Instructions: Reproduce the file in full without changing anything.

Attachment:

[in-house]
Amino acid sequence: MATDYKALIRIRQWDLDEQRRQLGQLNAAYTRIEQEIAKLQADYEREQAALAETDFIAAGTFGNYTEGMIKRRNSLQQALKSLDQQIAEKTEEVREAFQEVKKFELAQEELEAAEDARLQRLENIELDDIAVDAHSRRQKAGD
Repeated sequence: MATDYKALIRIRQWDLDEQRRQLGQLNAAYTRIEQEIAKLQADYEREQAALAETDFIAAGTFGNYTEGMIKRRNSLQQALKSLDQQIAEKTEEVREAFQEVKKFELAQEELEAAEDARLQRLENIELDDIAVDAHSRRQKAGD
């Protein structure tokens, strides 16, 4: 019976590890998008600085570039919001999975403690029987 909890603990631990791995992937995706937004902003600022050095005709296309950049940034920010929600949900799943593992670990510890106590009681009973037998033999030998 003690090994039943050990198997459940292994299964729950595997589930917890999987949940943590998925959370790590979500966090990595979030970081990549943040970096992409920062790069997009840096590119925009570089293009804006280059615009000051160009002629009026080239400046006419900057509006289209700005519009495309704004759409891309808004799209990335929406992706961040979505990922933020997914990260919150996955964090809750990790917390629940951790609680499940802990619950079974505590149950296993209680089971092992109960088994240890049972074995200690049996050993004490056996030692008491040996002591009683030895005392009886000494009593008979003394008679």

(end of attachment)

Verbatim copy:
[in-house]
Amino acid sequence: MATDYKALIRIRQWDLDEQRRQLGQLNAAYTRIEQEIAKLQADYEREQAALAETDFIAAGTFGNYTEGMIKRRNSLQQALKSLDQQIAEKTEEVREAFQEVKKFELAQEELEAAEDARLQRLENIELDDIAVDAHSRRQKAGD
Repeated sequence: MATDYKALIRIRQWDLDEQRRQLGQLNAAYTRIEQEIAKLQADYEREQAALAETDFIAAGTFGNYTEGMIKRRNSLQQALKSLDQQIAEKTEEVREAFQEVKKFELAQEELEAAEDARLQRLENIELDDIAVDAHSRRQKAGD
């Protein structure tokens, strides 16, 4: 019976590890998008600085570039919001999975403690029987 909890603990631990791995992937995706937004902003600022050095005709296309950049940034920010929600949900799943593992670990510890106590009681009973037998033999030998 003690090994039943050990198997459940292994299964729950595997589930917890999987949940943590998925959370790590979500966090990595979030970081990549943040970096992409920062790069997009840096590119925009570089293009804006280059615009000051160009002629009026080239400046006419900057509006289209700005519009495309704004759409891309808004799209990335929406992706961040979505990922933020997914990260919150996955964090809750990790917390629940951790609680499940802990619950079974505590149950296993209680089971092992109960088994240890049972074995200690049996050993004490056996030692008491040996002591009683030895005392009886000494009593008979003394008679």